Recently, the Pacific Business Group on Health (PBGH), L.A. Care Health Plan, and the Southwest Pediatric Practice Transformation Network (a partnership of CHOC Children’s Hospital and Rady Children’s Hospital) came together to announce some incredible news and set the table for the future. With support from CMMI, over the course of the last four years, our organizations collaborated on a major quality improvement program for both primary and specialty care. This combined effort averted over $345 million in medical costs by avoiding 67,000 emergency department visits and 59,000 hospitalizations, while improving objective clinical outcomes. We worked with 9,800 California physicians and touched the lives of 5.9 million patients, making this one of the largest quality improvement effort ever undertaken in California.
These results are nothing short of remarkable. But they are also the kind of headline-grabbing results that strike many physicians working on the frontlines of medicine as “pie in the sky.” Quality improvement work is onerous, and it can be expensive. Often, it doesn’t strike smaller practices as affordable, doable, or even realistic. But it doesn’t have to be that way.
The other “triple aim”
When I talk to frontline physicians working outside of large, well-resourced systems, I often engage them with the following mantra: You have your own “triple aim.” You want to provide the highest quality care, while earning a living, and trying to have some semblance of work-life balance. So how can this type of engagement make this happen? If you work outside of the well-organized systems, it is overwhelming trying to figure out these new-fangled payment arrangements while you’re trying to figure out when you will next be on call and when you will have time to hire that much needed new receptionist. But even juggling the day-to-day running of a practice, you can still change the way you deliver care, and the results will not only help you reach the IHI Triple Aim but also your personal “triple aim.”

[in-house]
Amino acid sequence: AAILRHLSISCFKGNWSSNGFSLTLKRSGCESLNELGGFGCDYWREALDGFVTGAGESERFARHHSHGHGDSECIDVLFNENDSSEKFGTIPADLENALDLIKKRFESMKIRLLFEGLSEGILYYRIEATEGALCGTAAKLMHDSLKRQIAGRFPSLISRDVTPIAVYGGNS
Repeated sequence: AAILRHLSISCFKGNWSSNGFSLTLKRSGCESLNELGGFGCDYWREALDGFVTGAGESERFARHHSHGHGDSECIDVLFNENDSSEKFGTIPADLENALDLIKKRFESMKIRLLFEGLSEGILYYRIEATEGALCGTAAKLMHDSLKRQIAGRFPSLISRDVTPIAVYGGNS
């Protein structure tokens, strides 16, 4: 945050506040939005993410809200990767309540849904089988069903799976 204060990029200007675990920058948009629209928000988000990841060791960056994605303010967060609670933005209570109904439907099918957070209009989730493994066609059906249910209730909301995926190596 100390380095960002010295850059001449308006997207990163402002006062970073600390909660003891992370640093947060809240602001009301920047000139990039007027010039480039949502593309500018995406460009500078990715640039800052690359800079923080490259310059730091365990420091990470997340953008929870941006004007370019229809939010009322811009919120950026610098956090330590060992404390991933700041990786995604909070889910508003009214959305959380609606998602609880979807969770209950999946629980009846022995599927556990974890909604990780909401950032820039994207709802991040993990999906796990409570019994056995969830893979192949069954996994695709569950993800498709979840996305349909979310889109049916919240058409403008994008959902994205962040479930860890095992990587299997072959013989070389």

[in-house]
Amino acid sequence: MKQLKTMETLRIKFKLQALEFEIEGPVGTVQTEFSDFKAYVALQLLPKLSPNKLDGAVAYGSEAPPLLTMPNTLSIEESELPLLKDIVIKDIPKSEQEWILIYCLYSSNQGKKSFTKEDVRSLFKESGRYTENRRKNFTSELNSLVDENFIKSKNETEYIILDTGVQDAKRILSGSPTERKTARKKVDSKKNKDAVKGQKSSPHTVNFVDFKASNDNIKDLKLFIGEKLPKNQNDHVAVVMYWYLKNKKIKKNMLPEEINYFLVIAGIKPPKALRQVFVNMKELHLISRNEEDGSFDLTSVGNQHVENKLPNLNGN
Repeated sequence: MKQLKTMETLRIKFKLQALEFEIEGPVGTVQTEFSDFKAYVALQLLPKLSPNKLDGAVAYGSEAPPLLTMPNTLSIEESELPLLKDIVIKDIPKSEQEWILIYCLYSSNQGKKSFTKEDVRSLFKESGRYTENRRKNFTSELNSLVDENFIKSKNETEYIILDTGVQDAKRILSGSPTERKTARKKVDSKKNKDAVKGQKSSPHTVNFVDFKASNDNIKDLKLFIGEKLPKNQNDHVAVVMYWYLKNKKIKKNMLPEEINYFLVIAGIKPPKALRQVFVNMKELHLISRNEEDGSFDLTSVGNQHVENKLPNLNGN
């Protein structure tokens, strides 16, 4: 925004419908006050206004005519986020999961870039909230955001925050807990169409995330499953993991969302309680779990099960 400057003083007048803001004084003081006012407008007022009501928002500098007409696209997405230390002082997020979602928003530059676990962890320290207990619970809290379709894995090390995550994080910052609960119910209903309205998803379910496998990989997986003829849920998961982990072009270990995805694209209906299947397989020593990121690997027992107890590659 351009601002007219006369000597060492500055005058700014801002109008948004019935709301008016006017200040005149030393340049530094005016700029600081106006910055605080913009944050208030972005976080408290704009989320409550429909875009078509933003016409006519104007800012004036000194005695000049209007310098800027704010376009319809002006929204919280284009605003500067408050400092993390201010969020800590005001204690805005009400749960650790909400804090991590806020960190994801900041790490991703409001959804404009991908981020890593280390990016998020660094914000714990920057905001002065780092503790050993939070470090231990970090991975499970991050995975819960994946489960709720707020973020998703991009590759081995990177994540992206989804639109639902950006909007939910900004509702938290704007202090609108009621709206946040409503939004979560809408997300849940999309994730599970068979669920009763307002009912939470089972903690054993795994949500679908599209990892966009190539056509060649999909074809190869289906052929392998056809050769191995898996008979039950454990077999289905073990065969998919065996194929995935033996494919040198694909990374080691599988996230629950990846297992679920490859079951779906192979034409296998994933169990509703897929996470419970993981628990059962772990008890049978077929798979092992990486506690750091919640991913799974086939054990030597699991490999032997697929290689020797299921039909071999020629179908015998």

Take a step back
Often, the first step to practice improvement is to just find the time to take a step back and ask, “Who in my office is doing what?” The literature supports the fact that early half of the work performed by frontline physicians can be performed by someone else on the care team, and the data shows this approach is not only efficient and cost-effective, but also leads to improved quality outcomes. For example, who on your team calls patients back to inform them about the results of their lab work? If lab results or x-rays come back normal, trained care team staff can be the ones making these phone calls. Patients will welcome this as long as they are familiar with the team. Any practice can start small, with a pilot to test one or two small changes that can make a big difference in clinical outcomes and/or office efficiency. Changing something as simple as who makes these phone calls can save you time and money while actually improving patient satisfaction as well.
Know your resources
In some ways it was easy for our organizations to work with CMMI on wide-scale quality improvement efforts – we were recipients of this large CMMI Award, and we had high-level leadership engagement in the process of transformation. For smaller scale improvement efforts, something as simple as the websites for the American Academy of Family Physicians or the American Academy of Pediatrics can be a wonderful resource. NCQA also has some excellent resources about how to you can focus on practice changes that help support a patient-centered medical home. Check out NCQA.org for more information. One need not go through the recognition process to achieve “quick wins” in the office setting.
Relationships, relationships, relationships
To truly improve the way you practice medicine, it is hard to operate in a bubble. To achieve more widespread, systematic changes, you have to partner with people and organizations beyond your office walls. This requires the delicate work of building relationships and establishing trust. When I talk to smaller practices I also give this advice: find an aggregator. For example, for pediatricians, your local American Academy of Pediatrics Chapter can be a great place to begin these relationships. IPA’s can also help you meet like-minded people in your area.
In a state like California, value-based payment isn’t foreign to many providers who largely practice in a capitated environment. Nonetheless, the value-based payment changes coming to Medicare and Medicaid are very foreign to many of us — especially pediatricians. We have to get used to practicing medicine in a world where greater efficiency is a requirement.
If we focus on starting small, using the resources available to us, and growing our relationships, we find just about any practice can improve their efficiency and quality. And the results are great for everyone’s triple aim.
Michael A. Weiss is vice-president of population health, CHOC Children’s, Orange, CA.
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